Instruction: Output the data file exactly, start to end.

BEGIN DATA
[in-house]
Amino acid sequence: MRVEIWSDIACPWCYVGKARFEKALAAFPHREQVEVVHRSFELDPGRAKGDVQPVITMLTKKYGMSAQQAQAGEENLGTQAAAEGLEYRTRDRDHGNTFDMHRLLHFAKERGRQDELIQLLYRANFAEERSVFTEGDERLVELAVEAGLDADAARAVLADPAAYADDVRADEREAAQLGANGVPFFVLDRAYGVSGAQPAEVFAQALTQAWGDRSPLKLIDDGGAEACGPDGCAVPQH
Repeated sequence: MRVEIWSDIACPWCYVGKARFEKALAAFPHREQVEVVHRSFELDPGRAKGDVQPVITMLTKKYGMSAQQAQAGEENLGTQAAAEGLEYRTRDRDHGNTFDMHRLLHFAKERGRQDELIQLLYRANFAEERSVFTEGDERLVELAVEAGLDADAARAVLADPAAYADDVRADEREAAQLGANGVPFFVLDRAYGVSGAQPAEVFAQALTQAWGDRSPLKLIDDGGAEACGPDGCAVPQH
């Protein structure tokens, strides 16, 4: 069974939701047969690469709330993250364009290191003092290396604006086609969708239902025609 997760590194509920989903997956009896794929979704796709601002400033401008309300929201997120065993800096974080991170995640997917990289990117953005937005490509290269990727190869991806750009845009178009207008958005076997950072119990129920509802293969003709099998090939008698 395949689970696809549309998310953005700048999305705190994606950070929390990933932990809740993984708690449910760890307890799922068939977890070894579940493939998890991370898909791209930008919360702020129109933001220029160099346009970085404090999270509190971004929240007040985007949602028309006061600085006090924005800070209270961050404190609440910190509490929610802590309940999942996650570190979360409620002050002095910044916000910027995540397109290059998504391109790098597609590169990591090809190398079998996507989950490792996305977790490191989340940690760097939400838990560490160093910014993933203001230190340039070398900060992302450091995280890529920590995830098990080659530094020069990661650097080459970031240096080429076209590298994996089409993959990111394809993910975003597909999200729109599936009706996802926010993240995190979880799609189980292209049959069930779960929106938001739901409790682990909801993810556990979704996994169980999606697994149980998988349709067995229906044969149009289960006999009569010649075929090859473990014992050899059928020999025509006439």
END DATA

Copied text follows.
[in-house]
Amino acid sequence: MRVEIWSDIACPWCYVGKARFEKALAAFPHREQVEVVHRSFELDPGRAKGDVQPVITMLTKKYGMSAQQAQAGEENLGTQAAAEGLEYRTRDRDHGNTFDMHRLLHFAKERGRQDELIQLLYRANFAEERSVFTEGDERLVELAVEAGLDADAARAVLADPAAYADDVRADEREAAQLGANGVPFFVLDRAYGVSGAQPAEVFAQALTQAWGDRSPLKLIDDGGAEACGPDGCAVPQH
Repeated sequence: MRVEIWSDIACPWCYVGKARFEKALAAFPHREQVEVVHRSFELDPGRAKGDVQPVITMLTKKYGMSAQQAQAGEENLGTQAAAEGLEYRTRDRDHGNTFDMHRLLHFAKERGRQDELIQLLYRANFAEERSVFTEGDERLVELAVEAGLDADAARAVLADPAAYADDVRADEREAAQLGANGVPFFVLDRAYGVSGAQPAEVFAQALTQAWGDRSPLKLIDDGGAEACGPDGCAVPQH
């Protein structure tokens, strides 16, 4: 069974939701047969690469709330993250364009290191003092290396604006086609969708239902025609 997760590194509920989903997956009896794929979704796709601002400033401008309300929201997120065993800096974080991170995640997917990289990117953005937005490509290269990727190869991806750009845009178009207008958005076997950072119990129920509802293969003709099998090939008698 395949689970696809549309998310953005700048999305705190994606950070929390990933932990809740993984708690449910760890307890799922068939977890070894579940493939998890991370898909791209930008919360702020129109933001220029160099346009970085404090999270509190971004929240007040985007949602028309006061600085006090924005800070209270961050404190609440910190509490929610802590309940999942996650570190979360409620002050002095910044916000910027995540397109290059998504391109790098597609590169990591090809190398079998996507989950490792996305977790490191989340940690760097939400838990560490160093910014993933203001230190340039070398900060992302450091995280890529920590995830098990080659530094020069990661650097080459970031240096080429076209590298994996089409993959990111394809993910975003597909999200729109599936009706996802926010993240995190979880799609189980292209049959069930779960929106938001739901409790682990909801993810556990979704996994169980999606697994149980998988349709067995229906044969149009289960006999009569010649075929090859473990014992050899059928020999025509006439």